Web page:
The principles of equality are often thought to be mentioned merely in Article 14 of the Constitution; however it operates in a wider sphere and has been included in other provisions being Article 15, 16 and 17. It has been held in the case Naz Foundation v. Government of NCT of Delhi[6]that Article 14 is the genus while Articles 15 and 16 are the species. Articles 14, 15, 16 and 17 are all components of a single code of constitutional guarantees supplementing each other.

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All these provisions aim at recognizing and protecting the minority’s culture and identity. In this manner the Constitution lays down provisions for both protective discriminations as also affirmative action.[7] However, the Indian constitution in Article 14 provides for right to equality, clearly limits it to right to equality before the law and equal protection under the laws in India. In Article 15, discrimination on grounds of religion, race, caste, sex or place of birth has been prohibited only in respect of State and also in public places of access. Even Article 16, which guarantees equality of opportunity in employment, is specifically made applicable for the Government and not across all walks of life – especially in private domain.  Article 17 goes on to specifically provide for “Untouchability” to be abolished and any practice of untouchability is completely forbidden. This complete abolition and prohibition has not been extended to all practices in general and in all other cases, is restricted only in the operation of the State and in public spaces. Further, even though law provides for equality as discussed above, there is huge crater in the process of implementation and to this day many people live without knowledge of their rights and methods to enforce them.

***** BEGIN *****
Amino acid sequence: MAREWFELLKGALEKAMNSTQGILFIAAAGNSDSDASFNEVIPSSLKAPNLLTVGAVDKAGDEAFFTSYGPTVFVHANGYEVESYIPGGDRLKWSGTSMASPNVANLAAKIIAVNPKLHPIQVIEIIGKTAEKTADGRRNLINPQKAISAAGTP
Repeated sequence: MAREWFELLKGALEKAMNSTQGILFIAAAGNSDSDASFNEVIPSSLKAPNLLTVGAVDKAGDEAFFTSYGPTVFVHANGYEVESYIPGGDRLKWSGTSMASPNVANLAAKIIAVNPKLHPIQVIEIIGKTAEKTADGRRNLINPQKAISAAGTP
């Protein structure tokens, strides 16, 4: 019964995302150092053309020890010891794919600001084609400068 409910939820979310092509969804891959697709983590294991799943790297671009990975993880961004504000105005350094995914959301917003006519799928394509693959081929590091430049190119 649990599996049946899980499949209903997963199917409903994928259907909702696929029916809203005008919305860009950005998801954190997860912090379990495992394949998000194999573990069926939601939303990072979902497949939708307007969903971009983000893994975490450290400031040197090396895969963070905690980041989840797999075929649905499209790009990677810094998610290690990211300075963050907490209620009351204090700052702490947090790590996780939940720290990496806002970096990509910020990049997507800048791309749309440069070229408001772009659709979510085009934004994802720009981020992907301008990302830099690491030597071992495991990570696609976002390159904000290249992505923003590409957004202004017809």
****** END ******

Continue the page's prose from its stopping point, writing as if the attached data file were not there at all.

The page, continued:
While this is so, Article 19 provides all with the right to freedom of association subject to reasonable restrictions on grounds of sovereignty, integrity of India, public order or morality. Articles 25-28 provide freedom to profess a religion of choice for all, subject again to certain reasonable restrictions on account of public order, morality, health etc. In religious beliefs, the emphasis of equality is subject to and subservient to the concept of religious traditions or codes, which the person seeks to follow, the moment one has chosen to exercise their freedom to that religion. Though it is accepted that such reasonable restrictions are necessary, they however hamper the expansion of the interpretation of laws into new avenues.

Religion and Equality

The term religion has not been defined in the Constitution and it is a term which is not capable of any precise definition. The Supreme Court[8] has observed that “Religion is the belief which binds spiritual nature of men to super-natural being. It includes worship, belief, faith, devotion etc. and extends to rituals”. Religious right is the right of a person believing in a particular faith to practice it, preach it and profess it.

Religion and equality co-exists in a liberal constitutionalism, as it is the cornerstone of any liberal constitution to provide the right to freedom of religion while it preserves the right to equality too. The Indian Constitution has very aptly made provisions for protecting this right under Articles 25-28. However, at times these comes into a conflicting position and in this article, we seek to evaluate the contours of the concepts of religion and equality in liberal constitutionalism.

Equality needs to be interpreted in the contextual basis. For instance, there are many religious denominations where it is only a male who is ordained to be a priest (such as amongst some Jewish sects, Hindus). There are even cases where the religious beliefs lead to restriction of women into even some parts of the religious facilities such as prayer halls.

Abortion, whether permitted by law or not may have its own permissibility under the religious beliefs such as in the case of Catholic order. To take a case in point, there is a strong campaign by Catholics against abortion laws in the global scenario. While, the Catholics may have the right to their religious freedom, any action to curtail abortion law deprives people following other religions, which do not prohibit such abortion from the same, which is actually impinging into their freedom. Thus, the balance is more in favours of equality rather than religion in such a case. Religious denominations could have their own mechanisms to wean away their followers from abortions rather than affect it through a legal bar.